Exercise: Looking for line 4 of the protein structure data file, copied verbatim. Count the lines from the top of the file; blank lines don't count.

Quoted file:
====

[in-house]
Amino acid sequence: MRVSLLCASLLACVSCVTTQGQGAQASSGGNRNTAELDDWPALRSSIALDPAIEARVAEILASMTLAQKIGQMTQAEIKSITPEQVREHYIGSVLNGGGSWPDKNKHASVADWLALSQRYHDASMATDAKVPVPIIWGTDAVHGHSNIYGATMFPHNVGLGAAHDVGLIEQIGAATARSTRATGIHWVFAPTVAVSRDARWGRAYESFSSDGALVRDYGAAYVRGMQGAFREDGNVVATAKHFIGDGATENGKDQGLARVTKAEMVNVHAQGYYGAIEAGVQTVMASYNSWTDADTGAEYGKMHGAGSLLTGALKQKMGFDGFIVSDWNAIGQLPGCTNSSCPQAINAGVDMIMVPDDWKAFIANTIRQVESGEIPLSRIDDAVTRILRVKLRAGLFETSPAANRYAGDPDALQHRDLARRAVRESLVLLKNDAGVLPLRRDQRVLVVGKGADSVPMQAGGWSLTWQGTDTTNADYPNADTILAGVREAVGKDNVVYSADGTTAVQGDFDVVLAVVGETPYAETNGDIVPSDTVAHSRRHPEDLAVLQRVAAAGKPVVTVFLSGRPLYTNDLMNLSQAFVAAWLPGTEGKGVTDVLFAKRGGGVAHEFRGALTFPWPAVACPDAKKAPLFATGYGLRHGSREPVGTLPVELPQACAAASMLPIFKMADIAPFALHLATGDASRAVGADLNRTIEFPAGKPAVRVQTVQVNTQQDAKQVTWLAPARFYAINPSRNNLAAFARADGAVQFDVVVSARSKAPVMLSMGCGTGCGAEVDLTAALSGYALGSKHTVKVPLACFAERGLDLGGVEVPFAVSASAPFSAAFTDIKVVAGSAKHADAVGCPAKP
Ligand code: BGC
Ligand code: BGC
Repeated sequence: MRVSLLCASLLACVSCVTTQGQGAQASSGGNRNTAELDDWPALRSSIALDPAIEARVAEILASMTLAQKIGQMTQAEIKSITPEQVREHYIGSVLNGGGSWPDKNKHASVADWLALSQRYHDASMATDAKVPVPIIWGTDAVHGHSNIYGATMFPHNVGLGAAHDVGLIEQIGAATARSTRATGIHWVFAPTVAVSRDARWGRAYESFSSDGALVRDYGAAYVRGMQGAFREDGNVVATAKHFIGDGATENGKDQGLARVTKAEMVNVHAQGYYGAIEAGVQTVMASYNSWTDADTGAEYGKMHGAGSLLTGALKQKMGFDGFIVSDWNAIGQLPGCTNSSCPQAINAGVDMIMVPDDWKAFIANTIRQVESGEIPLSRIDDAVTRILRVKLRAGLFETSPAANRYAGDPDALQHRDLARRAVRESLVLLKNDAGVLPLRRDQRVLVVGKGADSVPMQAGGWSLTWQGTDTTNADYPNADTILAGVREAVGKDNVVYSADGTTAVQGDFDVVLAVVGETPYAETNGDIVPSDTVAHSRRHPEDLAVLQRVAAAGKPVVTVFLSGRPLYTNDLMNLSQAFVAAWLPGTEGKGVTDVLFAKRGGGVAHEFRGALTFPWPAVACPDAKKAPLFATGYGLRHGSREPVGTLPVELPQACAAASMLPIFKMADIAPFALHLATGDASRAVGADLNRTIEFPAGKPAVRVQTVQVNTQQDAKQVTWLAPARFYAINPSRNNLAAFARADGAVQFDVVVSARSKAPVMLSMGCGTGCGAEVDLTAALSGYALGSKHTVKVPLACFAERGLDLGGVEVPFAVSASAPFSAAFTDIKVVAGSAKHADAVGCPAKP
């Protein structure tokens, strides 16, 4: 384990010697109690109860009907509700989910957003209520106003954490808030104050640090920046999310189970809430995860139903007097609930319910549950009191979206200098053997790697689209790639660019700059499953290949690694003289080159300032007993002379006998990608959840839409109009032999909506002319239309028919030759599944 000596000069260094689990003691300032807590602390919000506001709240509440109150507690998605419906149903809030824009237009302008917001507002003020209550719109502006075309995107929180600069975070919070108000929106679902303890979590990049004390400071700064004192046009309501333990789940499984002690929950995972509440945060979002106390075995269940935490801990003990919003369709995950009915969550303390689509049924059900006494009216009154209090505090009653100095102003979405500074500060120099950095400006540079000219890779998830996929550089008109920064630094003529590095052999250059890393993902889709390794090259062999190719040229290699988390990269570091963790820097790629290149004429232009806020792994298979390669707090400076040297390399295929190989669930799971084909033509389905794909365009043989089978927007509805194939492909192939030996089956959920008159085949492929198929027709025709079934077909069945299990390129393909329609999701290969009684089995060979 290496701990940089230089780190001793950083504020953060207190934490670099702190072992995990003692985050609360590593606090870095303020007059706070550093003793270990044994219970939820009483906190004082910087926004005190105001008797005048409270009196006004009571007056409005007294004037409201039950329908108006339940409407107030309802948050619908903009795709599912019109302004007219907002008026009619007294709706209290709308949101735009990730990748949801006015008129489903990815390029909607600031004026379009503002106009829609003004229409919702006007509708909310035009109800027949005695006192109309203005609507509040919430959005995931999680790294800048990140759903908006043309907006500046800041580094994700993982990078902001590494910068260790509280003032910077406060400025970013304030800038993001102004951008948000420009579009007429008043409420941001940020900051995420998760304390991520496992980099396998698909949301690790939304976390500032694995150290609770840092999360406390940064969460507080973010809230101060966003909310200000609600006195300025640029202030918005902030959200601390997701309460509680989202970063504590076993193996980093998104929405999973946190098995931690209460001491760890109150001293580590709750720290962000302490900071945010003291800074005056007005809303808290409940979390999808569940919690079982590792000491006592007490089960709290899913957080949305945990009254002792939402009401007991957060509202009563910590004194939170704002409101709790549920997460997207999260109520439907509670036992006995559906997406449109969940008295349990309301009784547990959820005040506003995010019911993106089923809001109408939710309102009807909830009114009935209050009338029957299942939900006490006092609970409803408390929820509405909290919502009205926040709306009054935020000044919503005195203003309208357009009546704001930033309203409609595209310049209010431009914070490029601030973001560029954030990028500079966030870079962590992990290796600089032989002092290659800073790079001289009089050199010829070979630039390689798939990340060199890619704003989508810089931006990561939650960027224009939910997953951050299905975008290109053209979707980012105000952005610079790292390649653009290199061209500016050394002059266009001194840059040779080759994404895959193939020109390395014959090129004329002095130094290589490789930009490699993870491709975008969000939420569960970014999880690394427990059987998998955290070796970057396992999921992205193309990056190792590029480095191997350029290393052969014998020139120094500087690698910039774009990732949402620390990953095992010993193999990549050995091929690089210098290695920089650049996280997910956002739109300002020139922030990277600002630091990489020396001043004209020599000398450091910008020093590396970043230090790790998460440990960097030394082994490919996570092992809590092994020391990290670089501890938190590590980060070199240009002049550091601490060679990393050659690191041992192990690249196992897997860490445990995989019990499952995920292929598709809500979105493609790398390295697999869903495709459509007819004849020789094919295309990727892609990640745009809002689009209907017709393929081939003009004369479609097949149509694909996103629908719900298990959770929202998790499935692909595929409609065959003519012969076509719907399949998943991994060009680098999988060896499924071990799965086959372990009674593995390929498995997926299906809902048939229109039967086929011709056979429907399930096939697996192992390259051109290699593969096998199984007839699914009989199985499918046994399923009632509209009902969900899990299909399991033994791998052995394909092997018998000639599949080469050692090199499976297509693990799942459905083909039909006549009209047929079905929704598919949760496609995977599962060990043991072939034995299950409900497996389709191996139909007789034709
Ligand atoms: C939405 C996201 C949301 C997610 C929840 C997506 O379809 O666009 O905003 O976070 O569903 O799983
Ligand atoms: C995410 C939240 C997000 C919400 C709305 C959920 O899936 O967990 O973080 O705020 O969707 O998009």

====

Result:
Ligand code: BGC